First and foremost: I do have a really great relationship with my girlfriend. We trust each other blindly, never argue, almost everything is perfect and we are happy with each other.

But one thing sometimes bugs me. During work I have lots of free time and sometimes want to write with her a bit. But sometimes she does not seem to have that much time, which is totally normal and something I understand. But she almost always says things like "I got several things to do" or that she is somewhere and I have no clue why or what she does at this specific location which bugs me a tiny bit.

To clarify I for my part am a person that likes to share my day with my significant other. I tell her almost everything I do, when I go somewhere, what I got planned etc. It has nothing to do with someone being jealous or something like that, I just like doing that.

So on the other hand when my SO after not hearing from her the whole day writes "yeah I got some stuff to do" it hurts me a bit because I want to be part of her day a bit, and it feels like she does not want to tell me what she is doing. We do not really keep secrets from each other and talk A LOT when together about everything so this is no trust issue but it sometimes feels bad to me personally.

We are able to talk about it if someone has issues with something so this is normally no problem, but this feels to me a bit silly and small and actually no fault on her part because she doesn't have to report to me of course. It just feels bad for me sometimes. (Especially when she writes without smileys suddenly, and I know this sounds incredibly silly, sorry.)

So how can I communicate to my SO that such vague answers after not hearing from each other the whole day hurt me a bit?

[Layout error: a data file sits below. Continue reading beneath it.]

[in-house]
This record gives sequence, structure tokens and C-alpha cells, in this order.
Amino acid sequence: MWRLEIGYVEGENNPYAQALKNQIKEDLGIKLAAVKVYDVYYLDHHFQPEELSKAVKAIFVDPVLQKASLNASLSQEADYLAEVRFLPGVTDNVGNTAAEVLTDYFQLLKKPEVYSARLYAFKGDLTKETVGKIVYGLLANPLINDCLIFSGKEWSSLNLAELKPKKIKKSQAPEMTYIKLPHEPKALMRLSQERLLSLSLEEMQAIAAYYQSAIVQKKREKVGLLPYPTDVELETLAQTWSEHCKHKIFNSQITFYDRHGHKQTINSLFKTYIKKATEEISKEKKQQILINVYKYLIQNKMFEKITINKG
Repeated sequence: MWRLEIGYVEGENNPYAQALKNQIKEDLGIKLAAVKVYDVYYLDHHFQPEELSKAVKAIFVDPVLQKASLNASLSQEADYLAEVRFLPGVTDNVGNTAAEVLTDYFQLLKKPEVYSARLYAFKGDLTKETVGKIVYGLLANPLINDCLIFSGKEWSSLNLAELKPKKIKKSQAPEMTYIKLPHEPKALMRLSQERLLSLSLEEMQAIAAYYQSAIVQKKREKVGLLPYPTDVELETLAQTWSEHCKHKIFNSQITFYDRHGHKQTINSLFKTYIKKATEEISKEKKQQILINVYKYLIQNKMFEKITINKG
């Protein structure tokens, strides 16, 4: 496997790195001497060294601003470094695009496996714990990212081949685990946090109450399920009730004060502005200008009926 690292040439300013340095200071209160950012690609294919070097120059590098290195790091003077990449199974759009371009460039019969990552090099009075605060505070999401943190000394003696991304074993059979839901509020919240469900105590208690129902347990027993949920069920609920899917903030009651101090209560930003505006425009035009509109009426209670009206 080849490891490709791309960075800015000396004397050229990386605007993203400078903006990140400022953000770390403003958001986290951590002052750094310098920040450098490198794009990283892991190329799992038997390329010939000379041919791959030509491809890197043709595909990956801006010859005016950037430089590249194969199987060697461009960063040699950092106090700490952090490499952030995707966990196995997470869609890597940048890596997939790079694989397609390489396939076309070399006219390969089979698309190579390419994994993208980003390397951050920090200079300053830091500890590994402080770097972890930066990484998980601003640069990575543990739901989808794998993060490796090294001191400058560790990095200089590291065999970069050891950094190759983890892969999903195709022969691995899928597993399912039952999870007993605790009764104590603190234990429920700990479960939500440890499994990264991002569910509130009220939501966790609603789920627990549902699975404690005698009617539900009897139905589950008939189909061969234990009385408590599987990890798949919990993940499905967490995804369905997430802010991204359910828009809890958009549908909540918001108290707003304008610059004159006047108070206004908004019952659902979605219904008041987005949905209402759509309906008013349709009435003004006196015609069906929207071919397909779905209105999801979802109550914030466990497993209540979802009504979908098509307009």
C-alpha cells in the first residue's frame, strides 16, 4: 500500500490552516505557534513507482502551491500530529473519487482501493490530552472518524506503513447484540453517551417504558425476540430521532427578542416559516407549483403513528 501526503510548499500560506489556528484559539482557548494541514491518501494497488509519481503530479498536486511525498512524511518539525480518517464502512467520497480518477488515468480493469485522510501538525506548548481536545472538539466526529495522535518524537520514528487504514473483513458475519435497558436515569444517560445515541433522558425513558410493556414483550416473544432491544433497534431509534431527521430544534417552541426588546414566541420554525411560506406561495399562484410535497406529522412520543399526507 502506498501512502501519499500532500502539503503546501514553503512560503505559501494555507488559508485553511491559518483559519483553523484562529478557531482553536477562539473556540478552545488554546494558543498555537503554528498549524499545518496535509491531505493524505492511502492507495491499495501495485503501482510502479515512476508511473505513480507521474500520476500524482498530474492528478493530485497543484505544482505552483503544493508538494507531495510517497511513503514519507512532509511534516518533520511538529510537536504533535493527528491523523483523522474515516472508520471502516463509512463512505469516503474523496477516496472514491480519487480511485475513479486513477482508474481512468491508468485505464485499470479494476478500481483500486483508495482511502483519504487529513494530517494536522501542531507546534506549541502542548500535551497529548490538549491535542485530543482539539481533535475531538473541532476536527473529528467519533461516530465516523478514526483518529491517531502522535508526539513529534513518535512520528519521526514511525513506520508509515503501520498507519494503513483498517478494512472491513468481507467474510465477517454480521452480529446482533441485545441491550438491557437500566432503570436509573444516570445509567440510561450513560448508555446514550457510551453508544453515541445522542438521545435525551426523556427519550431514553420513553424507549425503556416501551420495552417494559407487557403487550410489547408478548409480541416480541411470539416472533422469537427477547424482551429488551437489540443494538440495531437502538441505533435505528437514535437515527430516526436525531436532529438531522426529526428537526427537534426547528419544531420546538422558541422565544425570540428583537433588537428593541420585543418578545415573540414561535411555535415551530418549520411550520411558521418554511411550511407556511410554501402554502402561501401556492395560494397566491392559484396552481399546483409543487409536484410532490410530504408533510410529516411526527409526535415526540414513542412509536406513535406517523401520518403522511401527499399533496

• 4
    Have you tried telling her exactly what you've told us?
    – user91988
    Commented Nov 7, 2018 at 15:57
  • For clarification, are you only talking about messages at work/during work hours? Your last sentence "So how can I communicate to my SO that such vague answers after not hearing from each other the whole day hurt me a bit?" suggests the problem is you're asking at the end of the day how her day was and she's giving vague answers.
    – Philbo
    Commented Nov 7, 2018 at 17:05
  • Did you consider that details of her work might be company confidential and that you might put her in an uncomfortable position with your question for details?
    – Arsak
    Commented Jul 11, 2019 at 7:30

3 Answers 3


Try direct and honest dialog.

It's great that you are working on this sort of issue and care about building a healthy trusting relationship.

If you want to avoid getting "Fine, I'm doing some things" you need to make it easier for her to tell you why you're getting that.

You can try something like:

Hey, I want to make it clear that I acknowledge and understand that you are a busy hard-working person and I respect that. I think that sometimes I have more free time during my work than you have during yours. Sometimes when we talk when you're at work I get pretty general responses like "I am doing things". Can you tell me why that is?

Then listen and do not criticise her response and hear her out. She might be busy, she might have negative connotations for text messages during work, she might consider it unprofessional to text or she might prefer face-to-face time. We really don't know why she is doing that.

It is important that you hear her out and acknowledge her reasons. If she responses with an "I don't know" you can respond with "Let's think about this together, I'm here for you".

Thank her for telling you why she is responding this way and then approach the subject:

Hey, thank you for sharing these reasons with me. It makes me feel worried when I get these sort of responses from you. Do you think that we can figure out a way together to address your issues X, Y and Z?

Then again - listen to her and hear her out. It is important for the relationship that you trust each other enough to be vulnerable with each other so I recommend that you reward her willingness to share with your behaviour.